Enjoying a previous year's National Dance Day at the Kennedy Center. (Jati Lindsay)

Friday, July 27

Beyoncé and Jay-Z at FedEx Field: The biggest names in music make a two-night stop at the biggest venue in the area. Fans were excited enough to hear their catalogue of hits before they dropped a surprise collaboration album, “Everything Is Love,” which is seen as the last of a triptych of albums dealing with the fallout from Jay-Z’s infidelity. Through Saturday. 7:30 p.m. $49.50-$350

Blerdcon at Hyatt Regency Crystal City: This fledgling convention, now in its second year, is dedicated to all things geek, with an emphasis on the “black nerd” experience. You’ll find many typical con activities, including panels, gaming tournaments and a cosplay contest, all within the context of celebrating diversity. Four members of “Black Panther’s” Dora Milaje warriors are slated to appear, along with other actors, writers and experts in the blerd community. Through Sunday. Times vary. Day passes, $15-$35; weekend pass, $50. Autographs and meet-and-greets cost extra.

Camp Newseum Nights at the Newseum: Knotting friendship bracelets, scarfing down sloppy Joes and telling scary stories around a campfire: These are the things that make lifelong memories at summer camp. The Newseum’s latest late-night event, Camp Newseum Nights, puts a grown-up spin on camp traditions with craftmaking, a karaoke talent show, a campfire with tales from Story District’s storytellers, archery contests, live music, makeovers, an open bar and gourmet s’mores and pigs in blankets. (If you want to learn something, museum curators will offer gallery talks, too.) 8 to 10:30 p.m. $60.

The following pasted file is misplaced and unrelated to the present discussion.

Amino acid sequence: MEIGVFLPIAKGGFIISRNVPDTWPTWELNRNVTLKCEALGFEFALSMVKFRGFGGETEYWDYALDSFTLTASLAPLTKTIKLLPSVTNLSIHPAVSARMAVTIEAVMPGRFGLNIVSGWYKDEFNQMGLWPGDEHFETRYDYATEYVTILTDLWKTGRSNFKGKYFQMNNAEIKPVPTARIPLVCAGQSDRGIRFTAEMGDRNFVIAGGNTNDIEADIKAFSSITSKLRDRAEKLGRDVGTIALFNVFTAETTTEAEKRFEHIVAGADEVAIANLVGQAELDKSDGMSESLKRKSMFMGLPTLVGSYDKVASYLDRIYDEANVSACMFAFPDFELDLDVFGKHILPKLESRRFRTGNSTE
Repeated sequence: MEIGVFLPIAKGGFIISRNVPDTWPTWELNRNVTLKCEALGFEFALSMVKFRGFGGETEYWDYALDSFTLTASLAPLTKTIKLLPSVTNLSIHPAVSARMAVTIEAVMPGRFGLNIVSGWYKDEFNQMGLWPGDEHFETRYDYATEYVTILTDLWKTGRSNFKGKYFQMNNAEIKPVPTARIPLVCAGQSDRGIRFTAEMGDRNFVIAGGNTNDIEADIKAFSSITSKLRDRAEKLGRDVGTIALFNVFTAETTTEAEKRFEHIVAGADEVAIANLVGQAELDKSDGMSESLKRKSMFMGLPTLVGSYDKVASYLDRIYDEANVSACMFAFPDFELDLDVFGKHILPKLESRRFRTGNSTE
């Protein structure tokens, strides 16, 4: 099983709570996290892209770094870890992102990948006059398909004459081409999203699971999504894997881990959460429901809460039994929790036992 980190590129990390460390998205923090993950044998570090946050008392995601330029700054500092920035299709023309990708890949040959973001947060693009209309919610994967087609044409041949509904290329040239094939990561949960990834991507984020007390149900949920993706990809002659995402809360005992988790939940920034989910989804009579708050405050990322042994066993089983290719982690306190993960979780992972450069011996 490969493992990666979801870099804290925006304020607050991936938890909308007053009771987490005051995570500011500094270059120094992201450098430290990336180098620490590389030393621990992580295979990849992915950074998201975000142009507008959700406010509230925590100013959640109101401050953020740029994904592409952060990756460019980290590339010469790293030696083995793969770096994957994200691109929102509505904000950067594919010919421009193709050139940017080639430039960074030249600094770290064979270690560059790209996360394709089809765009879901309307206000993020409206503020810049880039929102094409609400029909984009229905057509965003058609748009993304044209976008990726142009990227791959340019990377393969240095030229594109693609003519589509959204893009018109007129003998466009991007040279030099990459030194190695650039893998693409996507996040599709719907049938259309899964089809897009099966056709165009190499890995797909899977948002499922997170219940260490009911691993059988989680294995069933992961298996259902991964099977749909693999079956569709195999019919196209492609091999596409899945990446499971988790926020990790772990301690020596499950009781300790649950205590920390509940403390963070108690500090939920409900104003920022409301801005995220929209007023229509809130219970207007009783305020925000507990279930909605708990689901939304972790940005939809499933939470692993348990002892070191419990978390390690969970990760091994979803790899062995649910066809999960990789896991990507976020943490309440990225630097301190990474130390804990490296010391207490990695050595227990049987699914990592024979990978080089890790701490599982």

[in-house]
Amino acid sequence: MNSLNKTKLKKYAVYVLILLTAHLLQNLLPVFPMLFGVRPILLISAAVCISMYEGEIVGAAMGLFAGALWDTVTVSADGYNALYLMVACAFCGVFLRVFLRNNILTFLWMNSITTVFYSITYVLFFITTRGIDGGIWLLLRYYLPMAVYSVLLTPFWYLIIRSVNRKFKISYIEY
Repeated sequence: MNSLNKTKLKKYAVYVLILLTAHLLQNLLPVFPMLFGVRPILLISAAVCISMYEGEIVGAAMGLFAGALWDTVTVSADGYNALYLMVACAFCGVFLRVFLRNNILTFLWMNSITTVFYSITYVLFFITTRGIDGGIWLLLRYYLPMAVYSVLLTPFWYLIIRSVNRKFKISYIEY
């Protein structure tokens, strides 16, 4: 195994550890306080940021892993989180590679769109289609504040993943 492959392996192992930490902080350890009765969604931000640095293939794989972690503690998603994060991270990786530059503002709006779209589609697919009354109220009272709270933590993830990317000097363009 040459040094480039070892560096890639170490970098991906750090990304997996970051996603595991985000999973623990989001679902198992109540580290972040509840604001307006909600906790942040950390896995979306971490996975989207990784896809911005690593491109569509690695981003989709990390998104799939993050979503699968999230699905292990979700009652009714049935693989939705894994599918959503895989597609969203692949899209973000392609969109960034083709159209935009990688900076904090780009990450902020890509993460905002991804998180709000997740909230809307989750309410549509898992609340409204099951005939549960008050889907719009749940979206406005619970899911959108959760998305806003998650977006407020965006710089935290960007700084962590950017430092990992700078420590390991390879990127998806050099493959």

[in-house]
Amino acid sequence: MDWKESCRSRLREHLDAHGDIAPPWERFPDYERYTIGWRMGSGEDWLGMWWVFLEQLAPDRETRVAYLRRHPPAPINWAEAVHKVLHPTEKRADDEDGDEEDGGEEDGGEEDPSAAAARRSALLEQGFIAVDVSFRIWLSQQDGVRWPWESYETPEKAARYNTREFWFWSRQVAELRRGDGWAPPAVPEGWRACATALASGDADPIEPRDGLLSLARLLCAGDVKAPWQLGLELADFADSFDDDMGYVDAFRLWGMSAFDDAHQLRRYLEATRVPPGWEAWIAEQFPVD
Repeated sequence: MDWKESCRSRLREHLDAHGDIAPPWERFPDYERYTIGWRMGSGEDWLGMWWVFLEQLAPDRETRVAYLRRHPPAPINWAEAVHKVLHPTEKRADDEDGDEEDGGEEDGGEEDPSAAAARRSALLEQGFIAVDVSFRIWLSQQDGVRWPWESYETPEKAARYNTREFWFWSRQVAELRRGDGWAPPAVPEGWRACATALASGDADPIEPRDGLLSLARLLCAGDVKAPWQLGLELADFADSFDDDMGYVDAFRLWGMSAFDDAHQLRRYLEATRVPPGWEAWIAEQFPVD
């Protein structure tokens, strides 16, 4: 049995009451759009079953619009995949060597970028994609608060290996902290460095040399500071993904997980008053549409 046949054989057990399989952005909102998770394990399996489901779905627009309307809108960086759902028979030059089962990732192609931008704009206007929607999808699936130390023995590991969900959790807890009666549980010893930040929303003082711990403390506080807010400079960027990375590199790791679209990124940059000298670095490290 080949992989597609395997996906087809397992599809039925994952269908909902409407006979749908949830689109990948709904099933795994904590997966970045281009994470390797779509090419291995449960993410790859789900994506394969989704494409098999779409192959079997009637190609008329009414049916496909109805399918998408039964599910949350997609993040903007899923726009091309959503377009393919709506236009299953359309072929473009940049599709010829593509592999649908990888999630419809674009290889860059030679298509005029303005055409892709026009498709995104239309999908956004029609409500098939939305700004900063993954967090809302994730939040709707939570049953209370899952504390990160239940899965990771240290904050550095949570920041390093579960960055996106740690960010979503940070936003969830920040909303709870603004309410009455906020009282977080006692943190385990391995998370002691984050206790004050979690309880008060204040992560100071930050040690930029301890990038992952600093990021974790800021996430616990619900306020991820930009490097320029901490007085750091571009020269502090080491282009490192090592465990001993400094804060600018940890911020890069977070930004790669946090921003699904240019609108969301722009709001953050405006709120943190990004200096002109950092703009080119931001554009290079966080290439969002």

iMusical Presents: Apocalypse How? at Washington Improv Theater: You, the audience, get to decide how the world will end in this improvised musical by Washington Improv Theater. You’ll be amazed as these talented folks invent coherent tunes about colanders and lost keys, or whatever random idea gets thrown their way. 7:30 p.m. $15-$18.

Saturday, July 28

Citi Open at Rock Creek Park Tennis Center: A deep field of pros will head to Rock Creek Park Tennis Center to sweat it out for the Citi Open championship, a Washington tradition that’s celebrating its 50th anniversary. Sloane Stephens, Caroline Wozniacki, Ekaterina Makarova, Andy Murray, Francis Tiafoe, Alexander Zverev and Stan Wawrinka are among the stars slated to play this year, but it’s also fun catching rising players on the side courts, where you can sit close and see just how fast those blistering aces really are. (The main draw begins on Monday.) Through Aug. 5. Tickets start at $15.

National Dance Day at Kennedy Center: The annual National Dance Day at the Kennedy Center features performances by traditional Chinese dancers, the Middle Eastern modern and folkloric Sultanas Troupe, and locals including the Dance Institute of Washington. But the goal of the 12½-hour extravaganza is to get the audience moving, with interactive classes in a variety of styles, such as ballet and salsa. Emmy-winning choreographer Comfort Fedoke of “So You Think You Can Dance” and Michael Mindlin, a dance supervisor for “Hamilton,” are among the big names making appearances. The night is capped with an outdoor concert starring the Afro-Colombian sounds of the Soukous All Stars and Bazurto All Stars. Naturally, free Soukous and Champeta dance lessons precede the performance. 10 a.m. to 10:30 p.m. Free.